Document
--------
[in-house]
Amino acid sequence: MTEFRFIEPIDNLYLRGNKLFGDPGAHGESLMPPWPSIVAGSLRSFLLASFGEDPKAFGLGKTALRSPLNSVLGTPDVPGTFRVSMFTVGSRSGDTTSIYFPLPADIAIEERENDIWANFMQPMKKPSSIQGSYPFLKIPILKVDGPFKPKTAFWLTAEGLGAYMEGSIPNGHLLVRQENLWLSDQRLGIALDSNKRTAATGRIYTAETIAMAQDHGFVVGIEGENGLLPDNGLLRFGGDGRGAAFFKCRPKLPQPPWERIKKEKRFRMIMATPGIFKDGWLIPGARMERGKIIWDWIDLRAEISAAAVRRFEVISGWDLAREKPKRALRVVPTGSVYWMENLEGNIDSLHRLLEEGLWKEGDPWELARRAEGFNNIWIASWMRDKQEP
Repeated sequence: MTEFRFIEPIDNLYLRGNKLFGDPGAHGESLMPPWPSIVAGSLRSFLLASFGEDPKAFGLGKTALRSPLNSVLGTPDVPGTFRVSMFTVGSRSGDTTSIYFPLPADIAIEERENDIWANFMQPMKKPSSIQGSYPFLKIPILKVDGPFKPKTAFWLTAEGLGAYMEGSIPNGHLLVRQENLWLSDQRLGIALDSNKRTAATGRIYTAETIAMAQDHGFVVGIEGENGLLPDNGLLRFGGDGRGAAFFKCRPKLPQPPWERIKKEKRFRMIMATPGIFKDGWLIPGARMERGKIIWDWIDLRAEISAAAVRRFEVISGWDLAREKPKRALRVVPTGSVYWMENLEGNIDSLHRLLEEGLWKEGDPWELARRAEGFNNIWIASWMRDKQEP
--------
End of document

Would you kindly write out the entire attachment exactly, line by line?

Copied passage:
[in-house]
Amino acid sequence: MTEFRFIEPIDNLYLRGNKLFGDPGAHGESLMPPWPSIVAGSLRSFLLASFGEDPKAFGLGKTALRSPLNSVLGTPDVPGTFRVSMFTVGSRSGDTTSIYFPLPADIAIEERENDIWANFMQPMKKPSSIQGSYPFLKIPILKVDGPFKPKTAFWLTAEGLGAYMEGSIPNGHLLVRQENLWLSDQRLGIALDSNKRTAATGRIYTAETIAMAQDHGFVVGIEGENGLLPDNGLLRFGGDGRGAAFFKCRPKLPQPPWERIKKEKRFRMIMATPGIFKDGWLIPGARMERGKIIWDWIDLRAEISAAAVRRFEVISGWDLAREKPKRALRVVPTGSVYWMENLEGNIDSLHRLLEEGLWKEGDPWELARRAEGFNNIWIASWMRDKQEP
Repeated sequence: MTEFRFIEPIDNLYLRGNKLFGDPGAHGESLMPPWPSIVAGSLRSFLLASFGEDPKAFGLGKTALRSPLNSVLGTPDVPGTFRVSMFTVGSRSGDTTSIYFPLPADIAIEERENDIWANFMQPMKKPSSIQGSYPFLKIPILKVDGPFKPKTAFWLTAEGLGAYMEGSIPNGHLLVRQENLWLSDQRLGIALDSNKRTAATGRIYTAETIAMAQDHGFVVGIEGENGLLPDNGLLRFGGDGRGAAFFKCRPKLPQPPWERIKKEKRFRMIMATPGIFKDGWLIPGARMERGKIIWDWIDLRAEISAAAVRRFEVISGWDLAREKPKRALRVVPTGSVYWMENLEGNIDSLHRLLEEGLWKEGDPWELARRAEGFNNIWIASWMRDKQEP